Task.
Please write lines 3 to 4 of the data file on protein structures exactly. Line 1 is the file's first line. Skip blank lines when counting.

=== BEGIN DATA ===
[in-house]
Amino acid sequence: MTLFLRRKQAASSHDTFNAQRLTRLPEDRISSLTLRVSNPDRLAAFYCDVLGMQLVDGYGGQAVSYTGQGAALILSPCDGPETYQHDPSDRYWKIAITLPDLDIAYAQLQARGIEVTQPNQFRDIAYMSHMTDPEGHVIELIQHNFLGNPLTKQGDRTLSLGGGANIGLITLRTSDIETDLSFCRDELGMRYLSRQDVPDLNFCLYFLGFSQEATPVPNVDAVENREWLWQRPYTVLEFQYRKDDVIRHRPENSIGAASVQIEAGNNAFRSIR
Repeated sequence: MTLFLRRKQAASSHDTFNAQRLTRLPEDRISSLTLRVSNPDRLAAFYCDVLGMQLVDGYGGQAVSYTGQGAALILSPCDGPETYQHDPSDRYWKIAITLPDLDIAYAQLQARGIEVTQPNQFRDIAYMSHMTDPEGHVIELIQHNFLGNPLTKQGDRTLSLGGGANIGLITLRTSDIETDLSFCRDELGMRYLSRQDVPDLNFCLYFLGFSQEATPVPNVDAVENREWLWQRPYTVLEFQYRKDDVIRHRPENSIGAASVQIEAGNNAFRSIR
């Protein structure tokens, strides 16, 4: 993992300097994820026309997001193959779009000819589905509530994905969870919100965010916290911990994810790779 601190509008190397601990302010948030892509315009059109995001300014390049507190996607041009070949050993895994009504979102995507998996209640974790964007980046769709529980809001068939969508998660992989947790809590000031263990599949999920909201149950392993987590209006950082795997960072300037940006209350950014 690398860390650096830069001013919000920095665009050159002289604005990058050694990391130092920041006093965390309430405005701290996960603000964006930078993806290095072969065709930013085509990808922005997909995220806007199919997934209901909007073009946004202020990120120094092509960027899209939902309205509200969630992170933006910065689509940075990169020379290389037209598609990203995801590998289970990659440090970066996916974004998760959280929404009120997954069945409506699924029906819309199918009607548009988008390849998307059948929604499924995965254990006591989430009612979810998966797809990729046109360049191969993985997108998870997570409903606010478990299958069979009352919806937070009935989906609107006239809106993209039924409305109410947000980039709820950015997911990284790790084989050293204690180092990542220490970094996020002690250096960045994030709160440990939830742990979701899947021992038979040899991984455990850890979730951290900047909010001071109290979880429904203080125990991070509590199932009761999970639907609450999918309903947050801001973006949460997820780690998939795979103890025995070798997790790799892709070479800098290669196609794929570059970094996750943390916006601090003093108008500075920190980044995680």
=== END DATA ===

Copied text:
Repeated sequence: MTLFLRRKQAASSHDTFNAQRLTRLPEDRISSLTLRVSNPDRLAAFYCDVLGMQLVDGYGGQAVSYTGQGAALILSPCDGPETYQHDPSDRYWKIAITLPDLDIAYAQLQARGIEVTQPNQFRDIAYMSHMTDPEGHVIELIQHNFLGNPLTKQGDRTLSLGGGANIGLITLRTSDIETDLSFCRDELGMRYLSRQDVPDLNFCLYFLGFSQEATPVPNVDAVENREWLWQRPYTVLEFQYRKDDVIRHRPENSIGAASVQIEAGNNAFRSIR
């Protein structure tokens, strides 16, 4: 993992300097994820026309997001193959779009000819589905509530994905969870919100965010916290911990994810790779 601190509008190397601990302010948030892509315009059109995001300014390049507190996607041009070949050993895994009504979102995507998996209640974790964007980046769709529980809001068939969508998660992989947790809590000031263990599949999920909201149950392993987590209006950082795997960072300037940006209350950014 690398860390650096830069001013919000920095665009050159002289604005990058050694990391130092920041006093965390309430405005701290996960603000964006930078993806290095072969065709930013085509990808922005997909995220806007199919997934209901909007073009946004202020990120120094092509960027899209939902309205509200969630992170933006910065689509940075990169020379290389037209598609990203995801590998289970990659440090970066996916974004998760959280929404009120997954069945409506699924029906819309199918009607548009988008390849998307059948929604499924995965254990006591989430009612979810998966797809990729046109360049191969993985997108998870997570409903606010478990299958069979009352919806937070009935989906609107006239809106993209039924409305109410947000980039709820950015997911990284790790084989050293204690180092990542220490970094996020002690250096960045994030709160440990939830742990979701899947021992038979040899991984455990850890979730951290900047909010001071109290979880429904203080125990991070509590199932009761999970639907609450999918309903947050801001973006949460997820780690998939795979103890025995070798997790790799892709070479800098290669196609794929570059970094996750943390916006601090003093108008500075920190980044995680």